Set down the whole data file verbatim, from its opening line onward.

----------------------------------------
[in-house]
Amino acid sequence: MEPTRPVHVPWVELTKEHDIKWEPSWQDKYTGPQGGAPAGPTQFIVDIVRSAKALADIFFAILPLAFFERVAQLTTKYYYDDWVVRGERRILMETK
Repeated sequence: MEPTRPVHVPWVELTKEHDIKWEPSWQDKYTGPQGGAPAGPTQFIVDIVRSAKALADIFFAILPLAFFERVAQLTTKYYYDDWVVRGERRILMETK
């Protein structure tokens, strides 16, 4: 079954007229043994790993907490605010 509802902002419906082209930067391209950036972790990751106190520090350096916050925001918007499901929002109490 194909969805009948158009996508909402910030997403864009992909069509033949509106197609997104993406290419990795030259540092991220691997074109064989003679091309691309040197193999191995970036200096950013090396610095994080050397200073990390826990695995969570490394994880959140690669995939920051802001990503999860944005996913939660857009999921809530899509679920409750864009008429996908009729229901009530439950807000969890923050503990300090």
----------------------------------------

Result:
[in-house]
Amino acid sequence: MEPTRPVHVPWVELTKEHDIKWEPSWQDKYTGPQGGAPAGPTQFIVDIVRSAKALADIFFAILPLAFFERVAQLTTKYYYDDWVVRGERRILMETK
Repeated sequence: MEPTRPVHVPWVELTKEHDIKWEPSWQDKYTGPQGGAPAGPTQFIVDIVRSAKALADIFFAILPLAFFERVAQLTTKYYYDDWVVRGERRILMETK
């Protein structure tokens, strides 16, 4: 079954007229043994790993907490605010 509802902002419906082209930067391209950036972790990751106190520090350096916050925001918007499901929002109490 194909969805009948158009996508909402910030997403864009992909069509033949509106197609997104993406290419990795030259540092991220691997074109064989003679091309691309040197193999191995970036200096950013090396610095994080050397200073990390826990695995969570490394994880959140690669995939920051802001990503999860944005996913939660857009999921809530899509679920409750864009008429996908009729229901009530439950807000969890923050503990300090």